Classic art established a strict but subtle code for the representation of the nude, one which essentially insisted on a sense of distance between the viewer and the naked figure. Bouguereau's picture conforms to this code impeccably, the skin of his Venus being so unblemished, and her proportions so ideal, as to seem unreal - certainly, there are no indications of the identity of the model who posed for the figure. Courbet's picture, in contrast, presents a very different perspective. The proportions of his nude, albeit exaggerated to stress her fleshy weight, are intended to seem closer to those of real women.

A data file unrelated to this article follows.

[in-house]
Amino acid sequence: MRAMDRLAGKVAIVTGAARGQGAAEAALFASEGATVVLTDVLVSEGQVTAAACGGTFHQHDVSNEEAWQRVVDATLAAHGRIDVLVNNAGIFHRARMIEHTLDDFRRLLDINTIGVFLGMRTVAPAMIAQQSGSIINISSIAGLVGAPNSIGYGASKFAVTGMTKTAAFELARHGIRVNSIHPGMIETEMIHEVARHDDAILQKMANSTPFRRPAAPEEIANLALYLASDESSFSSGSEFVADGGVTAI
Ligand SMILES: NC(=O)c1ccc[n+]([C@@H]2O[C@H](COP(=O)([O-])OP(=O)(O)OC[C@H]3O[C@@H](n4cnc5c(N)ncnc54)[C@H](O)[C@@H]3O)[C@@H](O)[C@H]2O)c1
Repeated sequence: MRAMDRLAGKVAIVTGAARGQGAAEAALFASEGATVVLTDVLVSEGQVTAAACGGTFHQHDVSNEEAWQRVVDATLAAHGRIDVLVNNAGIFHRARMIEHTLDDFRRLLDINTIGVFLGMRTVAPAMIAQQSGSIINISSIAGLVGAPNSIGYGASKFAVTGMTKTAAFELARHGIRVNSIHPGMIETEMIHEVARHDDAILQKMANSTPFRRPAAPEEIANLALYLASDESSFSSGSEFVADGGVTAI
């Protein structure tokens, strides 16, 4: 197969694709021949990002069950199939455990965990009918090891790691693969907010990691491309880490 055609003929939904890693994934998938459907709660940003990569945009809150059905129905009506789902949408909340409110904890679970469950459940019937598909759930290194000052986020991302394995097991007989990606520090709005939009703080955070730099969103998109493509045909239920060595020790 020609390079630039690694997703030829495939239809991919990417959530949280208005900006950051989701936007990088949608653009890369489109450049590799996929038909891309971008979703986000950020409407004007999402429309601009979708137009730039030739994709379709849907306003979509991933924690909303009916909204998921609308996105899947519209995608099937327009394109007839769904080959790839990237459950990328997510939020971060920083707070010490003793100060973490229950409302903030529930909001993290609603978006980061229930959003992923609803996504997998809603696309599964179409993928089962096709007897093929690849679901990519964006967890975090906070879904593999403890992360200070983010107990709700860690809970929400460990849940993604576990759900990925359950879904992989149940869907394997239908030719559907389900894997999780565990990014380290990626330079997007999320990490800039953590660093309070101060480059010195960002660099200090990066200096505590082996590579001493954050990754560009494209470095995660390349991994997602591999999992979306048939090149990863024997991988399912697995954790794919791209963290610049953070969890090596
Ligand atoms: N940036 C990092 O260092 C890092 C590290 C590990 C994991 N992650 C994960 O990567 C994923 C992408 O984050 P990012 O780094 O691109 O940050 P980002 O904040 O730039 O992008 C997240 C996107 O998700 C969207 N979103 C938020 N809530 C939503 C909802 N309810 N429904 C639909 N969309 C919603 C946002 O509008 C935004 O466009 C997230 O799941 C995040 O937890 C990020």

The gesture employed by the Courbet nude is drawn from a revered precedent: images of Christ encountering Mary Magdalene after he emerges from the tomb (images which generally take as their title Christ's words, noli me tangere, or "Do not touch me"). However, in this context, the gesture might seem to stress her sexual allure, rather than any sacred meaning, and in this sense would have added to the shocking impact of the picture.